Background. Cancer is one of the world’s biggest health care challenges, with colorectal cancer (CRC) being one of the three most frequently encountered malignancy worldwide. The main cause of mortality associated with CRC is tumour invasion and metastasis. Pathogenesis of CRC is a multistep process, during which different molecular pathways come into play. The cardinal genomic alteration that has been found universally present in CRC is a mutation in the adenomatous polyposis coli gene (APC). APC mutation causes unrestricted action of the Wnt signaling pathway which subsequently enhances the intracellular accumulation of a protein called beta-catenin, responsible for cell proliferation, differentiation and enhanced survival of colorectal epithelial cells.

Aim. This study was conducted to analyze beta–catenin expression in various colorectal neoplasms, and its change with respect to different grades and stage of colorectal adenocarcinoma.

Study design. This was a cross-sectional observational study.

Methods. A total of 66 cases were enrolled in this study. Census method of sampling was used. Data was collected using a pre-designed, pretested semi-structured schedule on dependent variables like beta–catenin expression and independent variables like clinico-pathological profile including dietary history, macroscopic findings, histological type, histological grade, stage and other relevant parameters.

An institution based cross sectional observational study was performed between February 2016 and July 2017. Representative sections taken from the specimens included in the study were subjected to histopathological examination followed by immunohistochemistry [IHC] for beta-catenin expression; the data obtained were analyzed by mean ± SD, Student t test, Chi-square/ Fisher Exact test using statistical software SPSS 18.0.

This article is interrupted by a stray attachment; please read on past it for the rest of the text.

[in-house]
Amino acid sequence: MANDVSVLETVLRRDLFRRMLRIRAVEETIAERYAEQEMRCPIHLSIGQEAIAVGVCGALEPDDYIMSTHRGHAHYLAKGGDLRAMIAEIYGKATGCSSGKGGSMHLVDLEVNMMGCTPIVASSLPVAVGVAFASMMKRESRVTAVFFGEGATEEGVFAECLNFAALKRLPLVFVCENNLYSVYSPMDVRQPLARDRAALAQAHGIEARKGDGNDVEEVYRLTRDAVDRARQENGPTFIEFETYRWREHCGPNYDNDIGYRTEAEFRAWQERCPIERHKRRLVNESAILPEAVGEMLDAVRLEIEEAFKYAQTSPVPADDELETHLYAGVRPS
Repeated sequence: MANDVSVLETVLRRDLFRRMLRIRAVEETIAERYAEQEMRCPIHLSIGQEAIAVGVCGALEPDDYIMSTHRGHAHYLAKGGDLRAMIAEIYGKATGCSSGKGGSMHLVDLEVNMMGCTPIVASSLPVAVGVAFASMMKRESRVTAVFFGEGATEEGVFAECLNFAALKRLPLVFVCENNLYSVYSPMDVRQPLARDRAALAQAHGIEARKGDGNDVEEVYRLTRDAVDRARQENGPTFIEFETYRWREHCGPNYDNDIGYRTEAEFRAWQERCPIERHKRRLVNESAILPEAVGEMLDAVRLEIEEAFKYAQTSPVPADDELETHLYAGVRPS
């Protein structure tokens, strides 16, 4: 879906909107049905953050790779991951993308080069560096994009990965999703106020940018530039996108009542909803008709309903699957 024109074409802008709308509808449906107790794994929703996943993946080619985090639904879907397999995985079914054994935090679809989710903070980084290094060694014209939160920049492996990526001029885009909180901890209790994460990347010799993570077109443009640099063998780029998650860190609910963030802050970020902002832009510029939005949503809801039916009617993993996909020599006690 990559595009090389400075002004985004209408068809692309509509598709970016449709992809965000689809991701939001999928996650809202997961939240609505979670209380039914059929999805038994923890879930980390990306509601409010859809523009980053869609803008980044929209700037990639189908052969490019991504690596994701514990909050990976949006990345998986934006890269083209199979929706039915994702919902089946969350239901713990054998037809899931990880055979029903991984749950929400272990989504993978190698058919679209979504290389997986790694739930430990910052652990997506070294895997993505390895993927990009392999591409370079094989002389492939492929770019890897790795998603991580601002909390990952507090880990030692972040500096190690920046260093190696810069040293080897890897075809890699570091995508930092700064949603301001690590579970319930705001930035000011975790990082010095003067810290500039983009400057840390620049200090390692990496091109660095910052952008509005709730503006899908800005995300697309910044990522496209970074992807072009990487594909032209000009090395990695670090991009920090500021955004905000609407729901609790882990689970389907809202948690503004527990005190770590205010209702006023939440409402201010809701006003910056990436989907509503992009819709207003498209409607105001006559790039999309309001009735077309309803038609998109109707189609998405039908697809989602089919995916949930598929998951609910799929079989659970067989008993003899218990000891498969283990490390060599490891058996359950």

Results. A statistically significant correlation (P = 0.004), of beta–catenin localization and IHC score was noted between the benign, premalignant and malignant neoplasms following a gradual transition from a membranous to a nuclear positivity; also, a significant (P<0.001) correlation between beta–catenin nuclear score and the corresponding American Joint Committee on Cancer (AJCC) stage of colorectal adenocarcinoma was also found in this study.

Conclusion. The purpose of this study was to determine the change in beta-catenin expression which demonstrates a gradual shift from a membranous to subsequent cytoplasmic and nuclear positivity from normal colorectal tissue to benign, premalignant and malignant neoplasms respectively. This property of beta-catenin can determine the malignant potential of various premalignant neoplasms of the large intestine, thus aiding in an early initiation of prophylactic treatment, which can prevent the development of an invasive disease. The membranous, cytoplasmic and nuclear scores show a linear progression with the advancing stages of colorectal carcinoma, making beta–catenin a prognostic marker in malignant colorectal neoplasms.


beta-catenin, colorectal neoplasm, neoplasm staging, prognostic markers